- Show the current frequency and carrier state on an LCD Display
The project becomes a matter of not assembling descrete components so much as putting together 3 highly integrated modules.
The LCD4bit library was altered in only two spots: 1. Disable the RW Pin – the LCD RW pin is tied to ground (LOW). We’re only ‘writing’. 2. Change the Enable Pin from ‘2’ to ’11’ (use the unused RW pin).
The Arduino pins are budgeted this way: Digital Pins - D12 = RS (from LCD) D11 = RW (NOT USED - The RW pin on the LCD is tied LOW) D11 = Enable (from LCD) D10, 9, 8, 7 = 4 data bits for LCD D6, 5, 4 = UP, DOWN, SET buttons Analog Pins: A4 = SDA, A5 = SCL There are a few pins remaining for future expansion.
Final code is in this Arduino Sketch for An FM Stereo Broadcaster. As currently configured, the NS73M transmits at 2 mw power output, with a 75 us pre-emphasis, and 100% modulation to occur at 200mV of input audio. The first time it powers up, it will start at 97.3 mhz. Afterward, the start-up frequency is whatever was previously set at the time it was powered down.
Everything is reconfigurable for other countries, including the FM Broadcast band edges (87.5 mhz to 107.9 mhz USA), and the channel spacing (200khz USA). The 4-Bit LCD interface is as follows:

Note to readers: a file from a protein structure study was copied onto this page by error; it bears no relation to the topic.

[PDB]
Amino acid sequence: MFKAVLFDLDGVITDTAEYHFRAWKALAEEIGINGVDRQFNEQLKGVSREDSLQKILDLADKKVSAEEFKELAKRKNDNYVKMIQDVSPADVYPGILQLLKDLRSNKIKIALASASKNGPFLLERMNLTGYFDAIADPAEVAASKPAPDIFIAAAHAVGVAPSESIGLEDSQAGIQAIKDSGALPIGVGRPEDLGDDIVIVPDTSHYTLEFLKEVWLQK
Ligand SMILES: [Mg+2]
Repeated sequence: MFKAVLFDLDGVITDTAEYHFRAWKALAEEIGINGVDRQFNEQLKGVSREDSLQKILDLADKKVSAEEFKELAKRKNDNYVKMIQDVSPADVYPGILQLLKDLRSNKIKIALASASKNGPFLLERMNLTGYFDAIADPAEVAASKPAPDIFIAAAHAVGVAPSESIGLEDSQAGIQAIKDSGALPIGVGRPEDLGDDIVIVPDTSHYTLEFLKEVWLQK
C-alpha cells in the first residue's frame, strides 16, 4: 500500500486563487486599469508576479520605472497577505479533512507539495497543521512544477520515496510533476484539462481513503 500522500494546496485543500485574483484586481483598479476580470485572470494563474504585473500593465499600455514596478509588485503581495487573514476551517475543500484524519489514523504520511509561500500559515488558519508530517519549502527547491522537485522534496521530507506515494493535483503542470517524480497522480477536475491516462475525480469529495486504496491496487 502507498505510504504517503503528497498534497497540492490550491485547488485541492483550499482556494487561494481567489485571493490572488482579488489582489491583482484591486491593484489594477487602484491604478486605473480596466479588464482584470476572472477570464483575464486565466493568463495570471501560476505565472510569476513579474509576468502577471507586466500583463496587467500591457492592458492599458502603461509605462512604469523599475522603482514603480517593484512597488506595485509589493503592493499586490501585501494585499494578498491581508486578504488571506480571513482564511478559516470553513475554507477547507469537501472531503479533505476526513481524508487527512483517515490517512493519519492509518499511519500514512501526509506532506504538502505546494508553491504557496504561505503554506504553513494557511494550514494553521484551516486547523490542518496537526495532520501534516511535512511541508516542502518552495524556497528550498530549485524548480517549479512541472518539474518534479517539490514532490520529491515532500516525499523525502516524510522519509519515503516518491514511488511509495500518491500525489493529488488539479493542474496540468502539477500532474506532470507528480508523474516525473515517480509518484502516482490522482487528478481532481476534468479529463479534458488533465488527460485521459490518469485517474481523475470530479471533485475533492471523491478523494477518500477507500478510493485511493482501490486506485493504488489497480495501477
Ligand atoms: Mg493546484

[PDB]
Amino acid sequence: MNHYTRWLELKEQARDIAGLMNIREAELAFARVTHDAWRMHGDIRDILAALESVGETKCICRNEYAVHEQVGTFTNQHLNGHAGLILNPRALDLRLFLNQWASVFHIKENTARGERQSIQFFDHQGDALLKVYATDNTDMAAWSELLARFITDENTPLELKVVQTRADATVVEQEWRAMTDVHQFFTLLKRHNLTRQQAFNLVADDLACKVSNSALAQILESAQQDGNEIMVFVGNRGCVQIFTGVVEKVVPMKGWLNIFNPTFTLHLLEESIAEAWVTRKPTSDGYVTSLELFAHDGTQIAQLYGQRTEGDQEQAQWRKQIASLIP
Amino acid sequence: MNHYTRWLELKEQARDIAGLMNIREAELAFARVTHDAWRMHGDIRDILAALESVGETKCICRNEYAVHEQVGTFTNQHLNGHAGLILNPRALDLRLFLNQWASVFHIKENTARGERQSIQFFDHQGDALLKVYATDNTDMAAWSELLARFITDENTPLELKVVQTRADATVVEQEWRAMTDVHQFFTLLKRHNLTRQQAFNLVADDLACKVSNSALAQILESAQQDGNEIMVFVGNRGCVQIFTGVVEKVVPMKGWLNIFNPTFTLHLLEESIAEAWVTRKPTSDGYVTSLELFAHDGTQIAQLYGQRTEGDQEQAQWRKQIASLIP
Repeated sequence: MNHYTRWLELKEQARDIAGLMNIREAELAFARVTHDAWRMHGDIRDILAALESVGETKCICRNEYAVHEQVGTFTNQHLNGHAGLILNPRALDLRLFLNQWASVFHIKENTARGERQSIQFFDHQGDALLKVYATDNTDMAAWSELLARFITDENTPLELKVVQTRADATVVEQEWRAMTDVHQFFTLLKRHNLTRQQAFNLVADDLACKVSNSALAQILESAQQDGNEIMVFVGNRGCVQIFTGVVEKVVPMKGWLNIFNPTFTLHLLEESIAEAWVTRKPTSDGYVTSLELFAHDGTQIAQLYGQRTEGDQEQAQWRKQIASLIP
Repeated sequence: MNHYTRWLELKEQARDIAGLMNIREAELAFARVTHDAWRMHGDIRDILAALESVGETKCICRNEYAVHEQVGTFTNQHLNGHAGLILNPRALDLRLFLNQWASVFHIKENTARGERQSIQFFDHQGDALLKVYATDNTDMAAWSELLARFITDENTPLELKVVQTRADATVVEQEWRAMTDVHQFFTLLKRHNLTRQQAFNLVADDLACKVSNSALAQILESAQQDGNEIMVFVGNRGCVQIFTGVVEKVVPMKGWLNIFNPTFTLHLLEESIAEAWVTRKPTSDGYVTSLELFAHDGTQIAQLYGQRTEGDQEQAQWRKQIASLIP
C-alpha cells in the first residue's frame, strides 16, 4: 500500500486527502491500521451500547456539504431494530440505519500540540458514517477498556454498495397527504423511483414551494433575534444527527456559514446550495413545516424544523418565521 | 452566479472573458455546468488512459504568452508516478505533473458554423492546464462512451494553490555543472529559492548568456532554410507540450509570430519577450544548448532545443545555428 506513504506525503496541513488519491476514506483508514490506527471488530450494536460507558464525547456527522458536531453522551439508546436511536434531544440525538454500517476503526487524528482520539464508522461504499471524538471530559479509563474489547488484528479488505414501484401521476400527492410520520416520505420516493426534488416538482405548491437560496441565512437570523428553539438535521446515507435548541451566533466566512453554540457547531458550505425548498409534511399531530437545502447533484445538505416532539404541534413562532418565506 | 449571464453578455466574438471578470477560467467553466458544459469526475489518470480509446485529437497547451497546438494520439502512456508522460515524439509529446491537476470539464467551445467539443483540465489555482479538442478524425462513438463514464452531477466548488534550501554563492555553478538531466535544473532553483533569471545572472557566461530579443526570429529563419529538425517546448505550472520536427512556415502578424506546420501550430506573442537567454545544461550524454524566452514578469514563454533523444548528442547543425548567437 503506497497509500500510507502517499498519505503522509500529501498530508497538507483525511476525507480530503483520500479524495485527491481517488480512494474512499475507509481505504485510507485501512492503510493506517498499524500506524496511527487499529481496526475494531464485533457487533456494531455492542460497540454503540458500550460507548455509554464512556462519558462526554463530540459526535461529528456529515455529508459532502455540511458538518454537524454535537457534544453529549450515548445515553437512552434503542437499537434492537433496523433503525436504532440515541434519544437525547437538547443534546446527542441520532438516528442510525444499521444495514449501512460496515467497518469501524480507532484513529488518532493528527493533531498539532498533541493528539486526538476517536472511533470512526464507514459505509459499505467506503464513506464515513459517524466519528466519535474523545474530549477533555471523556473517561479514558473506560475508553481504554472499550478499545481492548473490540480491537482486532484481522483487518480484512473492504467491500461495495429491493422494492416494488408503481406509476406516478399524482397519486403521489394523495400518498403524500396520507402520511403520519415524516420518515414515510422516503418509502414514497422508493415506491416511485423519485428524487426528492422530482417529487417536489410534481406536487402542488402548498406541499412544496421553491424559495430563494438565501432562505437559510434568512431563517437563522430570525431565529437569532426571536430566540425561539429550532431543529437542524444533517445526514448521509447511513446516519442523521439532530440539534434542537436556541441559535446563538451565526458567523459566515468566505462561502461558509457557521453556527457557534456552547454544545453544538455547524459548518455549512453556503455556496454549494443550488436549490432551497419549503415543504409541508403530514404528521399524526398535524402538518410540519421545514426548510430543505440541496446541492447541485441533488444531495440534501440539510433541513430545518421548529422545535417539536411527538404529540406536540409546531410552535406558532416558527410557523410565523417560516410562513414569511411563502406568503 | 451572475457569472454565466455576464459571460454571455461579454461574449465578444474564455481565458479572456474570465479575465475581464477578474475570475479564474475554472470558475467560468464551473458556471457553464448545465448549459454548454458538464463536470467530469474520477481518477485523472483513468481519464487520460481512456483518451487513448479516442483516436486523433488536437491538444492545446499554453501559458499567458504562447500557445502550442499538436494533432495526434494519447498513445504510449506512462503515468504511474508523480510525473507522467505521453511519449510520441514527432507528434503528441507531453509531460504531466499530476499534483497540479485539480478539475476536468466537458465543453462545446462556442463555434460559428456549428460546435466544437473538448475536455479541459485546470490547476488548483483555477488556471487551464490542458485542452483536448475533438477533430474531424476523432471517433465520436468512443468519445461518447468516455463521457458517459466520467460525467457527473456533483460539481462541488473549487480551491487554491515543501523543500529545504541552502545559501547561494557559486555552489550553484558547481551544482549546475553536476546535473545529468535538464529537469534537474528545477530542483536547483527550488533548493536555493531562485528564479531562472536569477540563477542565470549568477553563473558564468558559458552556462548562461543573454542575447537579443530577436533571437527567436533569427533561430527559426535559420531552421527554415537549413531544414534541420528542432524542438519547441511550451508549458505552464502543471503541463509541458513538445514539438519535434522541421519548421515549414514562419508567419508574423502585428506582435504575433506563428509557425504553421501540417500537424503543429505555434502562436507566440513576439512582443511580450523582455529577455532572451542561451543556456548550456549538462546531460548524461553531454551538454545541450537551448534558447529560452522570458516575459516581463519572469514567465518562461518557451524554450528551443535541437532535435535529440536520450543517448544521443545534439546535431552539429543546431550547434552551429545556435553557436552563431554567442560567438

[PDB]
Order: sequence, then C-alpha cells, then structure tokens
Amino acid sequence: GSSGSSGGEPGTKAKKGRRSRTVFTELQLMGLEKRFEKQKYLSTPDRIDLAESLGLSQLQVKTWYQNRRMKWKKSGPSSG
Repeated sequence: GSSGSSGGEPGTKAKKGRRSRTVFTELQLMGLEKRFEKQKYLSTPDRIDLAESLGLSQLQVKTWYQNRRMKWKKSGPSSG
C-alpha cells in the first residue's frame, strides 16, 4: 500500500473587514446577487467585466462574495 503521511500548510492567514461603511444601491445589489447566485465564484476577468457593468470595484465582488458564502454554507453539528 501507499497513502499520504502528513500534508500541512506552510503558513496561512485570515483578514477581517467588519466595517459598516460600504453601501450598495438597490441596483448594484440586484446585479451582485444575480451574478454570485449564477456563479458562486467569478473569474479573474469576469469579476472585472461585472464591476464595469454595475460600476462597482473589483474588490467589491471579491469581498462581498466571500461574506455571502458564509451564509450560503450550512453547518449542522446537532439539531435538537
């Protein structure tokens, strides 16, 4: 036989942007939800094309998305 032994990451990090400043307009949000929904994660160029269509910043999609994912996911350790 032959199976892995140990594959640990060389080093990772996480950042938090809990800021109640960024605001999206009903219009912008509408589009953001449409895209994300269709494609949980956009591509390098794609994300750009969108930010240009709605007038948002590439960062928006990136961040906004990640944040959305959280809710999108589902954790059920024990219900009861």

LCD is being used as Write-only, so we can save a pin by tieing RW LOW and disabling RW in the LCD4bit library. Also the LCD4bit library was slightly modified to move the ENABLE pin from Arduino Pin 2 to the (now unused) Pin 11. The Two LCD4bit library changes are two lines:
int USING_RW = false; // make sure the USING_RW value is set to 'false'... ... and Change THIS Line: int Enable = 2; TO: int Enable = 11; // making use of the now unused RW pin...
- Frequency stability is tip-top – I connected a frequency counter and it NEVER drifted.
- Transmitted Audio quality is superb – I don’t hear much hiss at all and the audio has great dynamic range, so FM modulation is quite good.
- Range – I didn’t expect much, but with proper input volume (iPod nano, about 60% volume), and a short (read: legal!) antenna it reaches my living room about 50 feet away!
- Frequency Agility – I’ve tested it down to 87.5 and up to 107.9 and other than some very small ’rounding’ inaccuracies, it reaches all of the channels on the US FM broadcast band.
- Cost – compares favorably to the Ramsey FM-10C ($45): the Bare-Bones Arduino($15), the FM module ($15, Sparkfun.com), an LCD module ($5, Allelectronics.com), and some parts on hand (buttons, a 3.3v regulator, resistors, trimpot for LCD contrast), but has the features of a Ramsey FM-25B ($139.95).
- I still need to package it in a suitable enclosure.
Finishing: since this is an RF project, an enclosure should be metal. I’ve settled on a Hammond 1455N1201 extruded aluminum enclosure – they’re easy to work with and I like the style. The datasheet indicates the RF Output is 50 ohms impedance, so a BNC Connector would be suitable. Each of the separate ‘modules’ (LCD, Arduino, FM Transmitter) can be mounted to a perf board and interconnected. Breadboard power is from a 5-volt lab supply, so a 5-volt regulator (and filtering) will be added to power the Arduino and the LCD; the NS73M uses a separate 3.3-volt regulator.